Operation Glory

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Operation Glory was the code name for Operations Plan KCZ-OPS 14-54 which involved the effort to transfer the remains of United Nations Command casualties from North Korea at the end of the Korean War. The Korean Armistice Agreement of July 1953 called for the repatriation of all casualties and prisoners of war, and through September and October 1954 the Graves Registration Service Command received the remains of approximately 4,000 United Nations Command casualties.[1][2][3][4] Of the 1,868 American remains, 848 unidentified remains were buried as "unknowns" at the National Memorial Cemetery of the Pacific in Hawaii.[5]

Some of the remains came from the temporary military cemeteries in North Korea that had been abandoned as Chinese forces pushed UN forces out of North Korea.[6] Public ceremonies involving delivery of the returned remains included honor guards.[6] Also exchanged were the remains of approximately 14,000 North Korean and Chinese casualties.[7]

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References and notes[edit]

  1. ^ Coleman, Bradley Lynn (January 2008). "Recovering the Korean War Dead, 1950–1958: Graves Registration, Forensic Anthropology, and Wartime Memorialization". The Journal of Military History (Project Muse (Society for Military History)) 72 (1): 179–222. doi:10.1353/jmh.2008.0013. ISSN 0899-3718. 
  2. ^ "Operation GLORY: Historical Summary". Condensed from Graves Registration Division, Korean Communications Zone (KCOMZ) (Fort Lee, VA: Army Quartermaster Museum). Jul–Dec 2004.  Note: the calculation of remains comes from Coleman as the "Historical Summary" gives a total of 4,023 UN remains received.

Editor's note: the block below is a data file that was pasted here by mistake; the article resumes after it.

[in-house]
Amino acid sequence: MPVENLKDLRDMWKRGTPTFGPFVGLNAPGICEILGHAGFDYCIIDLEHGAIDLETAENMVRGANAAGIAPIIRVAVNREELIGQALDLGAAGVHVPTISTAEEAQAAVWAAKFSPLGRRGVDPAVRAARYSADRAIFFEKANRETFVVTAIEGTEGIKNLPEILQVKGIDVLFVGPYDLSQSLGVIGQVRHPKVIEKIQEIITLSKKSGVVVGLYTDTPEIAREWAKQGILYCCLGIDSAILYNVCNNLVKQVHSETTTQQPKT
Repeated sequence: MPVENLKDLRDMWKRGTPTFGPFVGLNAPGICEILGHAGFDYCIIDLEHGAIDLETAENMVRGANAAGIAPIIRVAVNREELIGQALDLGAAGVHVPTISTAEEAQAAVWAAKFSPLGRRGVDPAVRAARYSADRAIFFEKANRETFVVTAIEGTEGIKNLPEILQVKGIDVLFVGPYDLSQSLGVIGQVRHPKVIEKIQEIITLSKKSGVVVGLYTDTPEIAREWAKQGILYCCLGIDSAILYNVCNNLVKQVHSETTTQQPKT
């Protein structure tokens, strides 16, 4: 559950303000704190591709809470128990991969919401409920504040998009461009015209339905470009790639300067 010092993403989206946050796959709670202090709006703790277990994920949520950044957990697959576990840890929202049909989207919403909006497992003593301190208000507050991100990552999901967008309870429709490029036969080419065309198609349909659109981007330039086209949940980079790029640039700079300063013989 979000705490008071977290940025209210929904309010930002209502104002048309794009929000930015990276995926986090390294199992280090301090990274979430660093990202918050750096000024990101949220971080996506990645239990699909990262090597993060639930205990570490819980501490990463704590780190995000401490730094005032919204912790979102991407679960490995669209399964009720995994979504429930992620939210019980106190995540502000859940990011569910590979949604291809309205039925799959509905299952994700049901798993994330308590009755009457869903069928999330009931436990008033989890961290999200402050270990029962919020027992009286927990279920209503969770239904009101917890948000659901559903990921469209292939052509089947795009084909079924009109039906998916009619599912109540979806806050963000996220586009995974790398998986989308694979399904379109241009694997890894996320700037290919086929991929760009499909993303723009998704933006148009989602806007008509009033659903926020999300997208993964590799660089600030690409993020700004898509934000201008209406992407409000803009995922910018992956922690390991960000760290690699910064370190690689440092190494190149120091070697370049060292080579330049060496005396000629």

3. ^ But see: Sherrell, Chandler (1998). A Historical Analysis of United States Prisoner of War/Missing in Action Repatriation and Remains Recovery. Fort Leavenworth, Kansas: U. S. Army Command and General Staff College. p. 38. OCLC 831669354. "During Operation GLORY, 1,879 sets of remains were returned. Of those, 1,020 were positively identified, and another 859 unidentified remains were declared unknown casualties." 
  4. ^ Not all remains were returned to the home countries. Some of the 2,300 remains buried at the United Nations Memorial Cemetery in Busan, South Korea were recovered during Operation Glory.
  5. ^ Keene, Judith (February 2010). "Below Ground: The Treatment of American Remains from the Korean War". The Public Historian (National Council on Public History) 32 (1): 58–78. doi:10.1525/tph.2010.32.1.59. ISSN 0272-3433. 
  6. ^ a b Sledge, Michael (2005 (2007)). Soldier Dead: How We Recover, Identify, Bury, and Honor Our Military Fallen. New York: Columbia University Press. pp. 78, 199. ISBN 9780231509374. OCLC 60527603.  Check date values in: |date= (help)
  7. ^ Cole, Paul M. (1994). "Three: Efforts to Recover and Account for Korean War Casualties". POW/MIA Issues Volume 1, The Korean War. Santa Monica, CA: National Defense Research Institute. p. 68. ISBN 9780833014825. OCLC 855303293. 

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